Grandma, I was a jerk.  You were the beautician you claimed to be, just as I am now.  We both earned our law degrees the day we stood up to defend our kids, and we became doctors the first time we took care of a sick child.  And of course, Grandma, you were always a writer.  You will always live in the stories you created, and a piece of you is in the writing of your son, and the words of your granddaughter.

I didn’t understand, Grandma, but I know now your many talents.  And I know that through our stories, we can create the happy ending that maybe we didn’t have or the unwavering protagonist that we hoped to be.  I know now that as old age grips our minds, our works of fiction might be all we have to keep us sane.  And I know for as difficult as you were in your old age, your heart was always for your family.

Thank you for your stories, Grandma, and for passing on the love of creating.  And thank you for your expert hair-cutting skills that you passed down; you’d think Caleb’s hair looked nice.  If only you were here today–I could save a lot of money on doctor’s copays.

14 thoughts on “A Woman of Many Trades

  1. Jennifer, that is wonderful! Your Grandma Ann was the first person I met at MECC and from day one she hugged me everytime I saw her. I'm so glad you have such great memories of her. I hope my grandchildren remember the good things about me instead of many I'd like to forget myself.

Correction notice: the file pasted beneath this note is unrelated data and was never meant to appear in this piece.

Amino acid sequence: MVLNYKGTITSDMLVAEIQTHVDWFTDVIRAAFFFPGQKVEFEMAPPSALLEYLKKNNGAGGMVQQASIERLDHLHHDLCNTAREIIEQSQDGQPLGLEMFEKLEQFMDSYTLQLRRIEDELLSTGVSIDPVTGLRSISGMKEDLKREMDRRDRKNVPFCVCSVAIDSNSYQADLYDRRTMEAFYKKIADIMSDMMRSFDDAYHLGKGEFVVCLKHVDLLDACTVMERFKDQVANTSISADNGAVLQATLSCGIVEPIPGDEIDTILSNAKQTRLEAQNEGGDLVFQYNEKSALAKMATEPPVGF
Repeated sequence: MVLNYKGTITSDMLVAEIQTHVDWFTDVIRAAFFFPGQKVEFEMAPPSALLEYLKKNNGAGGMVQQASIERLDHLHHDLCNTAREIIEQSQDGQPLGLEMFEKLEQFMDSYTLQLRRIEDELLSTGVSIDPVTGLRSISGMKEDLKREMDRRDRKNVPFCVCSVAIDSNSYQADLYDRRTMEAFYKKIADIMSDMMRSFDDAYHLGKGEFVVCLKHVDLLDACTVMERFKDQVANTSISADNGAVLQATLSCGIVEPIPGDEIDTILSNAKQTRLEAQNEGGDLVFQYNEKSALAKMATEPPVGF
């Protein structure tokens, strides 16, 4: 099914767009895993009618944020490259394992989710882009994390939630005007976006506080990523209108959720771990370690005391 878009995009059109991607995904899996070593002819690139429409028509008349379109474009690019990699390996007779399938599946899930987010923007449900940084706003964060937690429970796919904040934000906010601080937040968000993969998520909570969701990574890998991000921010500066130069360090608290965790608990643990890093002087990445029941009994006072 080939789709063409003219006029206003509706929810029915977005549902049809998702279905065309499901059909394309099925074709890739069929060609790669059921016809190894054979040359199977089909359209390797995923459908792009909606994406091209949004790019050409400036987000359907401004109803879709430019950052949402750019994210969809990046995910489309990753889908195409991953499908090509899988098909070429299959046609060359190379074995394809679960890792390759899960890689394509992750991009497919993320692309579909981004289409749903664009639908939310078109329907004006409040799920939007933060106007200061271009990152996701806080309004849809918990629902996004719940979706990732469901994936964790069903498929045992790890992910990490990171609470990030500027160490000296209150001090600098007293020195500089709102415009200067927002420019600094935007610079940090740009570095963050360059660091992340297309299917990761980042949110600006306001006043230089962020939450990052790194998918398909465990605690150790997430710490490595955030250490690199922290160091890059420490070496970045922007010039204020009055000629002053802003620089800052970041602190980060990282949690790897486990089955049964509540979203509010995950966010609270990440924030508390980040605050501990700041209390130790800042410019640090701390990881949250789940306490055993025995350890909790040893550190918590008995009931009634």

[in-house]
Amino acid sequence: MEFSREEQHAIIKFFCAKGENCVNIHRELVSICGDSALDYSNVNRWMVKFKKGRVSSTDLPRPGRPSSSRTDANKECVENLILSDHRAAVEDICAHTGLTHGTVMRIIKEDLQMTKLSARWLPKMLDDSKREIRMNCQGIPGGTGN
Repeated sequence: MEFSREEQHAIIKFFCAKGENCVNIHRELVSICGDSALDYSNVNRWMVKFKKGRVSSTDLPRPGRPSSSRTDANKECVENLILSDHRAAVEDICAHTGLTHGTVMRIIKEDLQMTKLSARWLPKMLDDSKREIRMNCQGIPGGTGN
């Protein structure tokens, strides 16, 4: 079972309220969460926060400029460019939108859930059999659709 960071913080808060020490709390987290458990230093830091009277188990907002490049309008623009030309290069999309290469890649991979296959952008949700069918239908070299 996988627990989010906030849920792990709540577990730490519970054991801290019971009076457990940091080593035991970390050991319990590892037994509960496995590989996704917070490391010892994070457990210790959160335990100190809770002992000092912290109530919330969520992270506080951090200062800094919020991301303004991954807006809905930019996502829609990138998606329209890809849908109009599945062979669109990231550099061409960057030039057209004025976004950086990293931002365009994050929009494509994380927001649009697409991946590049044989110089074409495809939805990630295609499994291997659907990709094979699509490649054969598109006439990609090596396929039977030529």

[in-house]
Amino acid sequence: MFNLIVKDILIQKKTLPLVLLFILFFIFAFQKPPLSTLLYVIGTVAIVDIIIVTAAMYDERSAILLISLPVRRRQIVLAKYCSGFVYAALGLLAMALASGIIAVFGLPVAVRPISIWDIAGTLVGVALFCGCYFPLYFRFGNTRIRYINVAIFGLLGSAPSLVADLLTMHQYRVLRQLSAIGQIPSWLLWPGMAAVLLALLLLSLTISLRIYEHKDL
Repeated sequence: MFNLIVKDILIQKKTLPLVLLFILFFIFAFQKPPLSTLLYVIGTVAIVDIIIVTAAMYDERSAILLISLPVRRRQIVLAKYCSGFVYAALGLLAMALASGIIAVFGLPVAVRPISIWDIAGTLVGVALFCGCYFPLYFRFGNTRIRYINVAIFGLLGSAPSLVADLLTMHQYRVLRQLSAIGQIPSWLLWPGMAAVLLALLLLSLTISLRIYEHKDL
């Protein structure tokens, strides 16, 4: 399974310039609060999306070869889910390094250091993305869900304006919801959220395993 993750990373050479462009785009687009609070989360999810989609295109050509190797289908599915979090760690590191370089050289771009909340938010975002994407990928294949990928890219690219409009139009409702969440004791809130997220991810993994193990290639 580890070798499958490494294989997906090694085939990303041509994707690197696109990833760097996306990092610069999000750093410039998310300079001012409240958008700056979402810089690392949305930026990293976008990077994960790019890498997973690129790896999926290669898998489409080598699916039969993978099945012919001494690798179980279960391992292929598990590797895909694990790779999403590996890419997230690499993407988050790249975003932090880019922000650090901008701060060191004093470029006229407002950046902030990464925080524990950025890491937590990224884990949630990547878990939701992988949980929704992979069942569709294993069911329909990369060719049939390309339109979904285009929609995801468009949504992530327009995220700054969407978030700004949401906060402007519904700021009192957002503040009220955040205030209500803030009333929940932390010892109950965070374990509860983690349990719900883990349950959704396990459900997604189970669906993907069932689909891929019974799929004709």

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  2. Grandma was a character! She lived first and foremost for her family and loved her children and grandchildren with all her heart. She had an imagination that exploded when all the kids came together. We think about and talk of Grandma often ; she is missed 😦

    Dot, your family and grandchildren could never think anything unkind of you!!

    You are what i want to be like when i grow up.

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  3. Daughter,
    Don't forget, Granma was a good Italian cook, a spanish cook as well as an American cook.
    I just hope if I live long enough that you will have written enough stories so I don't have to listen to the same one over and over and over…… The one famous story about Granma was the one about her life as an 8 year old that was dictated to me by her, for Sommer Owen…. and then I rewrote my own version. How about my rewriting skills?????

    Thanks Jen for writing this as it brings back memoriies of the good times with Granma.

    love you,
    Dad

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  4. Looks like I've stumbled onto a family ordeal, perfect. I'm a brother in Christ you've never met and am connected to you and yours. What a blessing I've received from your writing. Nothing better than a God given talent writing from the heart. Thanks

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  5. I too, wish I had listened a little more to my grandma's stories. This was a great post – makes me wish I had just a little more time with those who've gone before us…

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    1. Thank you. Unfortunately, the saying can be true that we really don't know what we have until it's gone. I'm trying to do better with those who are still in my life now.